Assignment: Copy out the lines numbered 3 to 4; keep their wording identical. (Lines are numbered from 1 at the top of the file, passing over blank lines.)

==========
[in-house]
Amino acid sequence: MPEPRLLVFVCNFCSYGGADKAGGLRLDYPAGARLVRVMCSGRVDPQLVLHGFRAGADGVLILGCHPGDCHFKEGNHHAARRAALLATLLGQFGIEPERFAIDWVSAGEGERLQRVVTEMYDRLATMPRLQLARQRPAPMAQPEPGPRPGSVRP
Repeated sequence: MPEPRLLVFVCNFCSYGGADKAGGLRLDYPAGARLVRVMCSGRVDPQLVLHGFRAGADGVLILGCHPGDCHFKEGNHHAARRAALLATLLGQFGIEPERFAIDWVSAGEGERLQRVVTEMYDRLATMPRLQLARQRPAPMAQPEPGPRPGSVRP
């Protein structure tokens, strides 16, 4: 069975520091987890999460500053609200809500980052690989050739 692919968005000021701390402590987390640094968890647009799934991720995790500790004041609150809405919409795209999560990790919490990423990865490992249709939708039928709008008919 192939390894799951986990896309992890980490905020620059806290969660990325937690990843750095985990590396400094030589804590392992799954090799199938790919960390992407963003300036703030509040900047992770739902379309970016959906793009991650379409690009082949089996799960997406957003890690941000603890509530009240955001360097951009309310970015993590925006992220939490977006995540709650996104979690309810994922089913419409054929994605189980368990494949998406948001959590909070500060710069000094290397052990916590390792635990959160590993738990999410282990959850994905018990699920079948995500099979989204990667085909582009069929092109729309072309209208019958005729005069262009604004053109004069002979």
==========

Repeated sequence: MPEPRLLVFVCNFCSYGGADKAGGLRLDYPAGARLVRVMCSGRVDPQLVLHGFRAGADGVLILGCHPGDCHFKEGNHHAARRAALLATLLGQFGIEPERFAIDWVSAGEGERLQRVVTEMYDRLATMPRLQLARQRPAPMAQPEPGPRPGSVRP
């Protein structure tokens, strides 16, 4: 069975520091987890999460500053609200809500980052690989050739 692919968005000021701390402590987390640094968890647009799934991720995790500790004041609150809405919409795209999560990790919490990423990865490992249709939708039928709008008919 192939390894799951986990896309992890980490905020620059806290969660990325937690990843750095985990590396400094030589804590392992799954090799199938790919960390992407963003300036703030509040900047992770739902379309970016959906793009991650379409690009082949089996799960997406957003890690941000603890509530009240955001360097951009309310970015993590925006992220939490977006995540709650996104979690309810994922089913419409054929994605189980368990494949998406948001959590909070500060710069000094290397052990916590390792635990959160590993738990999410282990959850994905018990699920079948995500099979989204990667085909582009069929092109729309072309209208019958005729005069262009604004053109004069002979």